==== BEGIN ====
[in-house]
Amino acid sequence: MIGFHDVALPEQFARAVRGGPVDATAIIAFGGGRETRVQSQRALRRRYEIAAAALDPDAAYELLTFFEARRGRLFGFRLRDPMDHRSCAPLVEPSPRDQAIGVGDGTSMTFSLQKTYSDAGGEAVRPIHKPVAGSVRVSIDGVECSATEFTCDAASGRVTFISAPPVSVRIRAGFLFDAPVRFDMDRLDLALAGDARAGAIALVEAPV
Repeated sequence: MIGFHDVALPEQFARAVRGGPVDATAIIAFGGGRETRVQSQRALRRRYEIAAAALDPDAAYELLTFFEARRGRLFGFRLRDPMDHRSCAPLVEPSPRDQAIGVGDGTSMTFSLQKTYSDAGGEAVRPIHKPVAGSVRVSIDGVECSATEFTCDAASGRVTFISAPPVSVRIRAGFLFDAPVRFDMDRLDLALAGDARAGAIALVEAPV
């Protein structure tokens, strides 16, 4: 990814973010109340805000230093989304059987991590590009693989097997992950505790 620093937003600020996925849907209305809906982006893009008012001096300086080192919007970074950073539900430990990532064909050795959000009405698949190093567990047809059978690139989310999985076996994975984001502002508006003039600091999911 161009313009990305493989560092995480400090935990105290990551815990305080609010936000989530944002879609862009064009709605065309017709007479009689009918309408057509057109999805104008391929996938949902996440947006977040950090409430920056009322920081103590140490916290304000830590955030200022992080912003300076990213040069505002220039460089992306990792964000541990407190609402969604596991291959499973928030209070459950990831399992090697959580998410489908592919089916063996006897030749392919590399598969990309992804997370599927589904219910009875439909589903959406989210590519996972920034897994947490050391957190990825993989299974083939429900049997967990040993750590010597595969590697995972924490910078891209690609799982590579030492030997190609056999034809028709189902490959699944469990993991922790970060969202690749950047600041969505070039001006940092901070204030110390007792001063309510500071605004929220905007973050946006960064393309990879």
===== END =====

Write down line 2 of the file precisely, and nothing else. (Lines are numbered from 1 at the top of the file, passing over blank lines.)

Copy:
Amino acid sequence: MIGFHDVALPEQFARAVRGGPVDATAIIAFGGGRETRVQSQRALRRRYEIAAAALDPDAAYELLTFFEARRGRLFGFRLRDPMDHRSCAPLVEPSPRDQAIGVGDGTSMTFSLQKTYSDAGGEAVRPIHKPVAGSVRVSIDGVECSATEFTCDAASGRVTFISAPPVSVRIRAGFLFDAPVRFDMDRLDLALAGDARAGAIALVEAPV